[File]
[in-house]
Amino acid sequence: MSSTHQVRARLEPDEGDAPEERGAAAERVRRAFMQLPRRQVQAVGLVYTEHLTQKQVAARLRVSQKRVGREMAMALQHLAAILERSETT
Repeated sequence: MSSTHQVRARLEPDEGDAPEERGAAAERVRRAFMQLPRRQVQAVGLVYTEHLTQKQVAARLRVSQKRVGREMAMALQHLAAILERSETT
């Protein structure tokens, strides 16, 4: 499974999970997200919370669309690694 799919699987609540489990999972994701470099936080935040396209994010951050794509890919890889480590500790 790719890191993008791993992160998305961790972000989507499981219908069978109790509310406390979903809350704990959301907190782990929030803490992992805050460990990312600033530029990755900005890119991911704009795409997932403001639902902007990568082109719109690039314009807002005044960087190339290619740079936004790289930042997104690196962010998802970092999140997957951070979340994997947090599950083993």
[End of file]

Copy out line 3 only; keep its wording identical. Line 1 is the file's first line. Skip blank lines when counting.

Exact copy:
Repeated sequence: MSSTHQVRARLEPDEGDAPEERGAAAERVRRAFMQLPRRQVQAVGLVYTEHLTQKQVAARLRVSQKRVGREMAMALQHLAAILERSETT